Bank clients Enbridge and TransCanada have failed to secure Free, Prior and Informed Consent of Indigenous Communities
NEW YORK — On Monday (Indigenous People’s Day), Honor The Earth, Rainforest Action Network, Sierra Club, 350 Seattle, Friends of the Earth France, and others called on JPMorgan Chase, Wells Fargo and French bank Crédit Agricole to end their participation in credit lines of nearly $4 billion dollars associated with Indigenous rights violations with major tar sands pipeline companies Enbridge and TransCanada. The broad coalition delivered an open letter to the banks. This presents an escalation in national efforts to hold banks accountable for environmental and human rights impacts stemming from the funding of major fossil fuel infrastructure projects.
Read letter here: https://www.ran.org/endfinanceline3/
The warning letter urges banks to avoid the reputational and financial risk of supporting Enbridge, the company behind the controversial Line 3 pipeline, which is incompatible with achieving the goals of the Paris Climate Agreement and respecting human rights, especially those detailed in the U.N. Declaration on the Rights of Indigenous Peoples.
As with the Dakota Access Pipeline (DAPL) — a highly controversial project constructed without the Free, Prior, and Informed Consent of the Standing Rock Sioux Tribe — both the Line 3 and Keystone XL pipelines pose a grave threat to Indigenous rights. Neither Enbridge nor TransCanada has secured the Free, Prior and Informed consent of all the tribes on the route of their projects. The Mille Lacs, White Earth, and Red Lake tribes in Minnesota, whose lands would be crossed by Line 3, are fighting the project in the courts, while Indigenous-led grassroots opposition is fighting Line 3 on the ground.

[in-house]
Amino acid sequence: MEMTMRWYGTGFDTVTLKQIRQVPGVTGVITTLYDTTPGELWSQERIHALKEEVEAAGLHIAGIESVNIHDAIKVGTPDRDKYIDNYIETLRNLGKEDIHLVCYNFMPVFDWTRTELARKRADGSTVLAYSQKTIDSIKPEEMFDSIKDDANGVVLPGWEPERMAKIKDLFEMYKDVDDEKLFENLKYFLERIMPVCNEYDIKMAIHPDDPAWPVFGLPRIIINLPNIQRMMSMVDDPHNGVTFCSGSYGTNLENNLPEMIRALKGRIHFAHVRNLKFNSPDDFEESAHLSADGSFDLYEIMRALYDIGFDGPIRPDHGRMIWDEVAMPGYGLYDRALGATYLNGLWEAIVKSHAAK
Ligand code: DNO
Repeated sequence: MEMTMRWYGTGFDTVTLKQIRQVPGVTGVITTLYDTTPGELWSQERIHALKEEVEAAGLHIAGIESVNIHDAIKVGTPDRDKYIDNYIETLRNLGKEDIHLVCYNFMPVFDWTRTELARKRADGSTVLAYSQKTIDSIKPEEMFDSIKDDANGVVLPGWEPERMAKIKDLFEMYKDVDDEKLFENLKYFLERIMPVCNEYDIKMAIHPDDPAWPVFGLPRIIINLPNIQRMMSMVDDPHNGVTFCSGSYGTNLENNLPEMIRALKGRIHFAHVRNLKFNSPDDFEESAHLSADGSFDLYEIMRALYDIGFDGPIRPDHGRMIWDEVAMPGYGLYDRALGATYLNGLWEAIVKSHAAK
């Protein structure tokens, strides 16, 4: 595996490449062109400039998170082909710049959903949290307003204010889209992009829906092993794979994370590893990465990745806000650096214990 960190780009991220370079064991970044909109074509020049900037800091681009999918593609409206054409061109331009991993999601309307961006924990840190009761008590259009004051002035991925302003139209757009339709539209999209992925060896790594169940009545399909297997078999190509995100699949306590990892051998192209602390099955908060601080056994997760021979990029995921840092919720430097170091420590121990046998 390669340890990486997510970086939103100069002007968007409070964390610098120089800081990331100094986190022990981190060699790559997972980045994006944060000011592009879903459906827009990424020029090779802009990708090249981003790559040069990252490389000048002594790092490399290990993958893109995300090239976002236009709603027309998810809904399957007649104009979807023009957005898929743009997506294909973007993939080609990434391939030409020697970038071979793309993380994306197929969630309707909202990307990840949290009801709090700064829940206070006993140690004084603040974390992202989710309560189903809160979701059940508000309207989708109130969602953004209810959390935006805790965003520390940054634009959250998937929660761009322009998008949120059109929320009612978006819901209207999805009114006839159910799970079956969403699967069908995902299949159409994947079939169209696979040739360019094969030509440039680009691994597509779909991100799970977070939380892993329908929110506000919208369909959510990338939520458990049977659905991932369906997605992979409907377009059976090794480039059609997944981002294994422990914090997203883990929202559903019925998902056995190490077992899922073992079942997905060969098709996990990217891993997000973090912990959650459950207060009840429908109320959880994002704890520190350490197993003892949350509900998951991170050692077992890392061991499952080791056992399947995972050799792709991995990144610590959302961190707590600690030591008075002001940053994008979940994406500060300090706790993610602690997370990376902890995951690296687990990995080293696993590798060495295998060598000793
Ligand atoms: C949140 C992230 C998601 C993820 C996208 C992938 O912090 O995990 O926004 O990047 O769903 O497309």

“Enbridge has the only fully approved, fully funded major tar sands line in North America. It is a 1/3 owner in Dakota Access, and therefore a 1/3 owner in the UN-documented brutality on unarmed people that took place in Standing Rock. Enbridge now wants to slam almost one million barrels of tar sands per day through my people’s treaty territory and sacred wild rice, against the will of the tribes and people. No bank with even the most basic respect for human rights should be funding this company. Stop funding cultural genocide,” stated Tara Houska, National Campaigns Director at Honor The Earth.
With $1.48b of Enbridge’s credit facilities set to expire on the same day that the Equator banks are meeting to discuss environmental and social risk management and revision of the Equator Principles, the coalition is urging the banks to heed the lessons learned from Energy Transfer Partners’ DAPL and Kinder Morgan’s Trans Mountain Pipeline and decline any renewed involvement.